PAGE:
image smeaton p120
Image number: RS.9739
Credit: ©The Royal Society
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Portrait of John Smeaton


ca. 1759


John Smeaton (1724-1792, British), Civil engineer


Possibly Benjamin Wilson (1721-1788, British), Painter

Object type

Archive reference number



height (painting): 1267mm
width (painting): 1020mm


Content object


Half-length portrait of John Smeaton seated at a writing table, dressed in a black coat, trousers and waistcoat, with a white shirt and neck-cloth. Smeaton wears a short brown wig and is posed with his left hand in his pocket, the right hand poised over a sheet of paper and holding a brass pen. Above and to the right as viewed are a curtain and architectural column. To the left as viewed, the Eddystone lighthouse with a ship on the horizon and a black smudge, possibly a signal rocket.

John Smeaton was elected a Fellow of the Royal Society in 1753.


John Smeaton
J.CHENUE French Packer Royal Society 10 Great St. Andrew Street, Shaftesbury Avenue London W.C

Object history

Presented by Mrs Mary Dixon (nee Smeaton) (1761-1824?), 1824.

Noted in the Society’s Journal Books: “The following Presents were received...A Portrait of the late John Smeaton Esqr., F.R.S. bequeathed to the Society by his Daughter Mrs.Dixon...” [Royal Society Journal Book, Original, JBO/44, meeting of 29 April 1824, p.197]. John Smeaton’s daughter, Mary, married Jeremiah Dixon

The portrait has been subject to some confusion, with early printed catalogues attributing the work to Jonathan Richardson, and the donation from Alexander Aubert, who donated the Mather Brown portrait of John Smeaton. [Originally in Portraits in the possession of the Royal Society (London, Royal Society, November 1834) and continued in the Descriptive catalogue of the portraits in the possession of the Royal Society, by Charles Richard Weld (Taylor and Francis, London, 1860), p.60]. The problem was compounded in Robinson & Forbes, where the captions were switched between the two pictures. [The Royal Society catalogue of portraits by Norman H. Robinson with biographical notes by Eric G. Forbes (London, 1980) pp.276-279].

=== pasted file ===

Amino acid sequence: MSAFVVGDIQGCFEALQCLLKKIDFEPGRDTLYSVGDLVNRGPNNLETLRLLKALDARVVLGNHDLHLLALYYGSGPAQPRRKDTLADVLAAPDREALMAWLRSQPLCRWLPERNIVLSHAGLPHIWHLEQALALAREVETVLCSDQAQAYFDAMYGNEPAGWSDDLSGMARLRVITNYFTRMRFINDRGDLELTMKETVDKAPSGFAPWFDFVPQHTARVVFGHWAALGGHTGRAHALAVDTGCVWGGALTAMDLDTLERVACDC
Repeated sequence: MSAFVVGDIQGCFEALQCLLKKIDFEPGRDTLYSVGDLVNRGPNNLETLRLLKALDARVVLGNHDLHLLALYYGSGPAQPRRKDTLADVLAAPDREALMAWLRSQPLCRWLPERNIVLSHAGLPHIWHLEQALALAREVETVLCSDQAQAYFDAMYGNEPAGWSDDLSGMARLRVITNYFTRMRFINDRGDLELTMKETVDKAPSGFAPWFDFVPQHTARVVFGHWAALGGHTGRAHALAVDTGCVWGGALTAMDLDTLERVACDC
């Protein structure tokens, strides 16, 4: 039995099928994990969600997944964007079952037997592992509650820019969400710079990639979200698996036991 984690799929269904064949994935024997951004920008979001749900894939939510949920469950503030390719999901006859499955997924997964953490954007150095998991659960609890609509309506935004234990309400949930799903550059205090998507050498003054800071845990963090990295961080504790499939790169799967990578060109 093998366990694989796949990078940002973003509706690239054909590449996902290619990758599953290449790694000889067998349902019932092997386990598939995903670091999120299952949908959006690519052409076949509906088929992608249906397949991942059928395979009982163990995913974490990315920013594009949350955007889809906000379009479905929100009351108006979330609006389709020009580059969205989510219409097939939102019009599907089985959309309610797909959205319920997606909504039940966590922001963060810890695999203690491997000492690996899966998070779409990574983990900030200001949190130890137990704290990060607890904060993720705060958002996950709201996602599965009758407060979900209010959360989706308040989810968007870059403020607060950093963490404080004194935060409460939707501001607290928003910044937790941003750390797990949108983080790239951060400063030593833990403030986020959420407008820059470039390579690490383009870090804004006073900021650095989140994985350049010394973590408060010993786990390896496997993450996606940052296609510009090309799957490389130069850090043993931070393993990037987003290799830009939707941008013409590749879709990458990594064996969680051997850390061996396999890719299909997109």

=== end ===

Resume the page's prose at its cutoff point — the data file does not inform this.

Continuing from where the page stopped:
The attribution to Jonathan Richardson the younger (1694-1771) is possible, but seems unlikely. One candidate artist would be the Leeds-born Benjamin Wilson (1721-1788), who was well-known in scientific circles of the period and a friend and correspondent of Smeaton’s. A.W.Skempton notes from surviving correspondence between the two men in the British Library that Wilson sent paintings to Smeaton from London in 1764 including, apparently, a portrait painted in 1759. [Letter of 17 April 1764, quoted in John Smeaton FRS, edited by A.W.Skempton (Thomas Telford Press, London, 1981), p.21].

Associated place

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